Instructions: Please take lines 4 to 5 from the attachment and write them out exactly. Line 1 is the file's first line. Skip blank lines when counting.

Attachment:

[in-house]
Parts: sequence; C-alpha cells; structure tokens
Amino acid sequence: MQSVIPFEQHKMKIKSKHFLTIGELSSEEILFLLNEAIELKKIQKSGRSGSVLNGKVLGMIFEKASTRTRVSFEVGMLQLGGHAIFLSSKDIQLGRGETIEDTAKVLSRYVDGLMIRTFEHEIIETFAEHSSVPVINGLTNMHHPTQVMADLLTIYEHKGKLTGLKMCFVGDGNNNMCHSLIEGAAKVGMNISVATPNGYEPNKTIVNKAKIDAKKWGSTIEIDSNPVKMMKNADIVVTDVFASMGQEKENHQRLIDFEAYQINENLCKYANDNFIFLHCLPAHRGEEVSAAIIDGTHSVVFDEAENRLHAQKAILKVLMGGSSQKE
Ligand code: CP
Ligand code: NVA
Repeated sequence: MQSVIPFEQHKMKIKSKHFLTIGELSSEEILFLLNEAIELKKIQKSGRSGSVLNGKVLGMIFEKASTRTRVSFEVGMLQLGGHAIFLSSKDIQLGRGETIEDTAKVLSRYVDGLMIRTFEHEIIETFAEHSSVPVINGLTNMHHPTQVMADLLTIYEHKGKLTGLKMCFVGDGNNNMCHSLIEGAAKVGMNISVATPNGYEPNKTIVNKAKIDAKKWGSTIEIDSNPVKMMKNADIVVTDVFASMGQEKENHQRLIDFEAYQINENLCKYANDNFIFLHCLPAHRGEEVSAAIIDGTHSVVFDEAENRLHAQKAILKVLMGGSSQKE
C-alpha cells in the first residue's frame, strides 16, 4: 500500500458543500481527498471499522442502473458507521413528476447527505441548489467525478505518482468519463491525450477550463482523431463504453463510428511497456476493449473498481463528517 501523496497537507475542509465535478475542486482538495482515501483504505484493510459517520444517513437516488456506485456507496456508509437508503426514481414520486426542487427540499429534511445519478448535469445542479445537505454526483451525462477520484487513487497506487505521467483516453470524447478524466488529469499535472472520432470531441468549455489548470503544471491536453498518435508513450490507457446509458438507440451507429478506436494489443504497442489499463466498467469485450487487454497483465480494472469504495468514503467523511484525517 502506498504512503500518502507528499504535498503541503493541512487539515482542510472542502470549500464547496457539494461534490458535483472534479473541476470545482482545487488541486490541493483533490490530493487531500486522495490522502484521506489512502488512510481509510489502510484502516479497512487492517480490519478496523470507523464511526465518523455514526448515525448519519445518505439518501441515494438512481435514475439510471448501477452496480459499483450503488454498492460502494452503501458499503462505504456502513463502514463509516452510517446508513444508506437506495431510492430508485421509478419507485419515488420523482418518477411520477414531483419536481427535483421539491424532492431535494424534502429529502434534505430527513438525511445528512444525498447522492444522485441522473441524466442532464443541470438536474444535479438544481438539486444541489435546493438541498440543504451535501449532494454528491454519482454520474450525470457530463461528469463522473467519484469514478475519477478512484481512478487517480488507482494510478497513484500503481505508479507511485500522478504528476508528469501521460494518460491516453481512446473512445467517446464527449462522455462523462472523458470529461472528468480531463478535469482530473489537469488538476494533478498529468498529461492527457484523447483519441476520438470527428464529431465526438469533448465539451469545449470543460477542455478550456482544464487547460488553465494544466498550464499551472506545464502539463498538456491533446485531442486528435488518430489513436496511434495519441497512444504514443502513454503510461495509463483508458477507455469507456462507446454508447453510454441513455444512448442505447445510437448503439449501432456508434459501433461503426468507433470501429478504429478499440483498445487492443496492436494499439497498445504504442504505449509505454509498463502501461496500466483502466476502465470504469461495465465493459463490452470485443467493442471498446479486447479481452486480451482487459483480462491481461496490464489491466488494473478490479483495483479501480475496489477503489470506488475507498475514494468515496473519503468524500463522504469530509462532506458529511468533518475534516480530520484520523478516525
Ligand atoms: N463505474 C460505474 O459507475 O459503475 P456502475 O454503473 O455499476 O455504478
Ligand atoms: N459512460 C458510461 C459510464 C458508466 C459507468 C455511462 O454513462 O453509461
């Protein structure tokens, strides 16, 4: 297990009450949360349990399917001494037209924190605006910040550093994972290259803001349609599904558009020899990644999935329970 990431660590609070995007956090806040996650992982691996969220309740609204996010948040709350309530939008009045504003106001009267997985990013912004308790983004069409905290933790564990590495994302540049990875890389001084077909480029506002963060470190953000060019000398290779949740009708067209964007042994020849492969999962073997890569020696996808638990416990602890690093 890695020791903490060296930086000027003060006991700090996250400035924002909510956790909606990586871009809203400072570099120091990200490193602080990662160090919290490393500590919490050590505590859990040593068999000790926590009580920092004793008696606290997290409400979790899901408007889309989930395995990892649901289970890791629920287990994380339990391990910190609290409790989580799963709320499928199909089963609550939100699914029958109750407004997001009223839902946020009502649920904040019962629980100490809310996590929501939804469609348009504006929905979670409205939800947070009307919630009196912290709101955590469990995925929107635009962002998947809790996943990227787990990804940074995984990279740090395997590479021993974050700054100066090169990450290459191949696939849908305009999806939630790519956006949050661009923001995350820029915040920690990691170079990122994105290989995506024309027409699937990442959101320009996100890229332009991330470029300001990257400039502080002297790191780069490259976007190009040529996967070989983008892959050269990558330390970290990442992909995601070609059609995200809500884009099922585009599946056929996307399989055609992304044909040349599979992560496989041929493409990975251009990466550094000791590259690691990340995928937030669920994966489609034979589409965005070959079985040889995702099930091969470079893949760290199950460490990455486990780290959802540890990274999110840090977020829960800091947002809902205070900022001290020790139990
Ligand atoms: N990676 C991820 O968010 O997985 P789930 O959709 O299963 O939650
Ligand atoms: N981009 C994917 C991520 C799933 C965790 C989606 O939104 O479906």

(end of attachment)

Ligand code: CP
Ligand code: NVA